The day after we got back from the 2006 NCAA Women’s Swimming and Diving Championships, our team got called in for a meeting with Christine Plonsky, the women’s athletics director at the University of Texas. She said she wanted to talk about our coaching staff.
A year earlier, our co-head coach Mike Walker had taken a leave of absence without explanation, and we hoped we were finally going to get some news about him.
What we experienced next was one of the most disappointing moments in my entire swimming career. Our whole team was packed into the stalest of conference rooms in Belmont Hall, sitting around one of those classic, long, business-like tables. Then Plonsky came in and formally announced, “The administration has decided to make a change in your coaching staff.”
They had fired our beloved coach Jill Sterkel, who had been the at the helm of the women’s swimming and diving program at Texas since 1980. Jill won 21 NCAA individual and relay championships as a student-athlete at Texas. She went to her first Olympics at the age of 15 and ended up winning a total of two gold medals and two bronze medals in three Olympic Games. Only once during her 14-year coaching career at Texas did one of Jill’s teams finish outside the top 10 nationally.
Jill has a special presence about her. She is a tall, athletic, broad woman but is just the biggest softy on the inside. Nobody on our team ever wanted to challenge her in a race, because she would hands down beat us, no matter what.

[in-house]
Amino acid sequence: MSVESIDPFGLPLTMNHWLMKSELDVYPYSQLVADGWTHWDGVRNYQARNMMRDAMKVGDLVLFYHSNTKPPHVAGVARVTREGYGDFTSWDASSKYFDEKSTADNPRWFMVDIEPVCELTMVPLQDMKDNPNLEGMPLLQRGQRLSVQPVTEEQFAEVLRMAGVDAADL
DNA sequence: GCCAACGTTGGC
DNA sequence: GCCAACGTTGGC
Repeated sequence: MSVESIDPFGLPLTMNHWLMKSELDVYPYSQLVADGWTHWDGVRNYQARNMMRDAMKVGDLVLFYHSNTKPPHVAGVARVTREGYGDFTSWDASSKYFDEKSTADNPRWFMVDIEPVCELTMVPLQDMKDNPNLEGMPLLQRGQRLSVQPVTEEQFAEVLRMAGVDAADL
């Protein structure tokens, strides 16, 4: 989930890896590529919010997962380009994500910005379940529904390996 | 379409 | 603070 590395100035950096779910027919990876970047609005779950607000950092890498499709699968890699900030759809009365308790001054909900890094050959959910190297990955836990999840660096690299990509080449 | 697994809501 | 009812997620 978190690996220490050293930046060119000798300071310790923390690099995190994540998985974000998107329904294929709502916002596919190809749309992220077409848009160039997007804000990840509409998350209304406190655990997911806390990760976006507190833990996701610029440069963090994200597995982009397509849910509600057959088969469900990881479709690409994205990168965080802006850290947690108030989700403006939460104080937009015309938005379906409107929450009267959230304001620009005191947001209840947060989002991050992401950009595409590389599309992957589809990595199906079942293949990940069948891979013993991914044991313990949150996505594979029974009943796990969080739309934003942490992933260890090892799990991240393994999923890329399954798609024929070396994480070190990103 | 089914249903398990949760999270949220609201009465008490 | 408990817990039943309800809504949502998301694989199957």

When we first heard this disturbing news, we were sad. Then we all got angry. The classic stages of grief were tossed across that conference table and mixed with emotions of 18- to 22-year-old women. It got pretty heated because we wanted answers.
Many of my team members said, “That’s it, I want to transfer.” Most of the younger swimmers had been recruited by Mike only to have him leave and had only just gotten used to interacting primarily with Jill when she was fired. I felt so sad that this was their introduction to Texas swimming.
I was as upset as anyone on the team. I wanted to kick and scream and punch the wall, but as an upperclassman and one of the captains, I had a responsibility to step up.
The rest of that spring semester we focused on damage control. We scheduled frequent team meetings and gathered in the locker room to talk about how we were feeling: usually sad, frustrated or angry.
Swimming for three head coaches in my four-year college career was hard, but I learned what kind of leader I wanted to be. I took little bits and pieces from Mike, from Jill, and even from Kim Brackin, the coach who was hired to replace Jill.
From Mike, I learned to create a safe space where my teammates felt comfortable talking about the complex emotions they were feeling. My freshman year, he worked closely with my class. As a group, we were faster and more outspoken than the upperclassmen. We had big dreams and high expectations for our college careers. Mike would often take the eight of us out to breakfast at the Red River Cafe after early morning practices. Over pancakes and migas, we’d talk about how we were feeling, and without fail, half of us were in tears by the time we were done eating. We needed an outlet, and Mike provided that for us.